Supporting coalitions or collaborative asks

Many respondents indicated their preference for collaborative asks where one set of criteria is developed that many groups advocate for rather than multiple groups developing multiple asks. They stated that this collaborative approach was the most likely to have the greatest impact.


Action: Following on from this feedback we would like to strengthen our relationships with existing coalitions and highlight both of our services to them, ask prioritisation and consultation, in their future ask formation. We are also considering foundational research on the true impact of collaborative asks versus singular, country specific asks.


New Service

Animal Ask are considering offering an Ask Consultation service alongside our Ask Prioritisation programme. This service would give us an opportunity to advise on certain elements of the ask selection process, providing research, template structures and expert opinions to those who are deciding on an optimal ask. As our resource for the full prioritisation service is limited by our staffing capacities, this service gives us the opportunity to help more groups within each cycle. When asked if this service would be of use to the respondents, 68.4% stated either ‘highly valuable’ or ‘valuable’.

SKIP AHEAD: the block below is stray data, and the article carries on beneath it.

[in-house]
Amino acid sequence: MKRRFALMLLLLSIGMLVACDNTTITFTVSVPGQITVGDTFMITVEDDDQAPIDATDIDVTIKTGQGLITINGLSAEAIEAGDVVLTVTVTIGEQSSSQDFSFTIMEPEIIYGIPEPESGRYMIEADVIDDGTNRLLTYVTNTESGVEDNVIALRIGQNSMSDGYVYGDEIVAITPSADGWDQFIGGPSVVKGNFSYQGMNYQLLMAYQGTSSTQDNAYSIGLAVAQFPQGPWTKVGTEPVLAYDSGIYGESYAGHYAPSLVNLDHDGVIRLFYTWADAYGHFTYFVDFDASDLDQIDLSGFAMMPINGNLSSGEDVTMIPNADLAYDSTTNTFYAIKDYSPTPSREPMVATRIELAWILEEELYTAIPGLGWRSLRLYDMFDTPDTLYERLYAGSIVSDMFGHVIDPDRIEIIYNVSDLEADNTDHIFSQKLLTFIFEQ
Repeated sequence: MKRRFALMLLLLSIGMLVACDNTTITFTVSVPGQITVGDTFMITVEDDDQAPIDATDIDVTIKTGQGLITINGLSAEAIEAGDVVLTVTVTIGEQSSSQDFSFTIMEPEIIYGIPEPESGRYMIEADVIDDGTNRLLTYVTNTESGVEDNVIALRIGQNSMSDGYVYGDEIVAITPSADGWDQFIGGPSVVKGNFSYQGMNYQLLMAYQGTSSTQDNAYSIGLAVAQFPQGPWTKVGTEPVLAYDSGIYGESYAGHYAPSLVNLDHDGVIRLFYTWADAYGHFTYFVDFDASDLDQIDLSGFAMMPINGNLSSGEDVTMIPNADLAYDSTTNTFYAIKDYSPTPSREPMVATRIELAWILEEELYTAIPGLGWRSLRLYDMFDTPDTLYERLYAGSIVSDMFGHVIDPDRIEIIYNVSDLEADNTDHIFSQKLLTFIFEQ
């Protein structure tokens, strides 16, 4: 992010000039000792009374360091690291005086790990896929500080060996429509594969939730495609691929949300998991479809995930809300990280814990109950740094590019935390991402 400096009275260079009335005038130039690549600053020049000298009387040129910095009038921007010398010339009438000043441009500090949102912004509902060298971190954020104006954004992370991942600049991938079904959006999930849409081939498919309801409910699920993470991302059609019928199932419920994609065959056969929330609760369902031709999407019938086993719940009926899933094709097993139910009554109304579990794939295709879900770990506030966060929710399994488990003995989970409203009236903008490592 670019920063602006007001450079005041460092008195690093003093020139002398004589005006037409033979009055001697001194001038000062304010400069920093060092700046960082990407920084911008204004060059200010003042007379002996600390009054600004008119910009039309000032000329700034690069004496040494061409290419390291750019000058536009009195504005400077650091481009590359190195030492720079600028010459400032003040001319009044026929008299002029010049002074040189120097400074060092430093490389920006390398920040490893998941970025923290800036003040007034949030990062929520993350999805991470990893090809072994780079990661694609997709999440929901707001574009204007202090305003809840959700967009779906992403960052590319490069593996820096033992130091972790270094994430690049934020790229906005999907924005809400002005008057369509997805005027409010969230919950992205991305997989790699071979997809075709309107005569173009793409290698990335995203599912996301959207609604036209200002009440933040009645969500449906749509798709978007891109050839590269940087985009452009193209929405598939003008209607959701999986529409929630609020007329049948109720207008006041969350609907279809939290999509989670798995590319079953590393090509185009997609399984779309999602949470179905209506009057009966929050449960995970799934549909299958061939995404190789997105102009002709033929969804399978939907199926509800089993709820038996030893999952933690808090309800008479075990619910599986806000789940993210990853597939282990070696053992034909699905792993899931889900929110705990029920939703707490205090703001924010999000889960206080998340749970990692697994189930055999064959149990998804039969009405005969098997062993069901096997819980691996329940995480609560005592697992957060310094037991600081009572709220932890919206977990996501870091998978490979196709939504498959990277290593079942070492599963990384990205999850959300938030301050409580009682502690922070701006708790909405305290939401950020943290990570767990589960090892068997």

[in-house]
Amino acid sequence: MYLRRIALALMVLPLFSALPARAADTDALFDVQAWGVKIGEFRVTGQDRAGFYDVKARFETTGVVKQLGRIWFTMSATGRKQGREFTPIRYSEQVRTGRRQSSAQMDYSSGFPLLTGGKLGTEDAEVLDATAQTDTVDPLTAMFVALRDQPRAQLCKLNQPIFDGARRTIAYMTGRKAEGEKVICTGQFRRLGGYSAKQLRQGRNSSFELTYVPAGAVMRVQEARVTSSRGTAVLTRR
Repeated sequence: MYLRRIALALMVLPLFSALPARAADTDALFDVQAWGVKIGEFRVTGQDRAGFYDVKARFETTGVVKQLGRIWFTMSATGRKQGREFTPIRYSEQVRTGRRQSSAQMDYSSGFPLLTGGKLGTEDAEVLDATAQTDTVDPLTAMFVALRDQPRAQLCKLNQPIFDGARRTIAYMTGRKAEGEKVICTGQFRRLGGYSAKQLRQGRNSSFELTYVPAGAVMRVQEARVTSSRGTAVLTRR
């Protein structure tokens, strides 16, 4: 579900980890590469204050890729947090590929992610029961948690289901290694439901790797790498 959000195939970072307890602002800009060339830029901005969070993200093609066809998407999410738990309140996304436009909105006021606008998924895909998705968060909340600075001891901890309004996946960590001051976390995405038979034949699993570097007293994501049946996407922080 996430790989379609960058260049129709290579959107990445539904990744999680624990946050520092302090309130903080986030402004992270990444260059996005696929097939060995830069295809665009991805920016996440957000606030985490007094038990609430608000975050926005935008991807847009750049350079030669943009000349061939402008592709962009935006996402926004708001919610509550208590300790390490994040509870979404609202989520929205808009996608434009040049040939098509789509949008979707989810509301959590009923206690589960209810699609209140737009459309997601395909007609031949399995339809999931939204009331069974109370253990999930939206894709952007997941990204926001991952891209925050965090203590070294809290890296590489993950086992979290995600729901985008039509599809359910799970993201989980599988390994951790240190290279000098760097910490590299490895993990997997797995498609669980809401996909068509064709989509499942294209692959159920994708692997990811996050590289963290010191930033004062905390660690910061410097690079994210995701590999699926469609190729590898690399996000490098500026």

Action: This is a good indicator that we should trial such a service and monitor its use alongside our prioritisation programme. We will define and advertise this service from mid-May 2021.


"I feel very optimistic about Animal Ask’s purpose and feel this additional research, expertise and strategic support will be hugely beneficial to any organisation, and to the animal advocacy movement as a whole. I expect this initiative approach will bring new insights and fresh thinking on a bigger picture level."

Abigail Penny - Executive Director, Animal Equality UK